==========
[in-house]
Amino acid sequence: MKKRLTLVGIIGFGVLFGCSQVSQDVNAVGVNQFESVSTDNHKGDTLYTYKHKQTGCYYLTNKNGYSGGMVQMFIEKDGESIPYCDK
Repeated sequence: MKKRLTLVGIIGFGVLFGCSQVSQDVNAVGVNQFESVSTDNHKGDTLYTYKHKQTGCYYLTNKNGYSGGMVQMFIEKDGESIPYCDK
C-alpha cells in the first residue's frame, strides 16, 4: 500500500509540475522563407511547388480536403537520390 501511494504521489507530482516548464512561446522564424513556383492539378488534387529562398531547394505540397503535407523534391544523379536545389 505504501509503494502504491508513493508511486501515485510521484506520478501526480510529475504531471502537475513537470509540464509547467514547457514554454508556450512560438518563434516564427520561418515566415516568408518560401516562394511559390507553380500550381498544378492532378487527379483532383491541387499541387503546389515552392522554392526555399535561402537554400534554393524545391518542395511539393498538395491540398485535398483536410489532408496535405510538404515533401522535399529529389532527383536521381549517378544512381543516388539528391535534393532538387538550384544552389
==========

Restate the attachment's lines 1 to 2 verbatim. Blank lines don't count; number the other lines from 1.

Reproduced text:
[in-house]
Amino acid sequence: MKKRLTLVGIIGFGVLFGCSQVSQDVNAVGVNQFESVSTDNHKGDTLYTYKHKQTGCYYLTNKNGYSGGMVQMFIEKDGESIPYCDK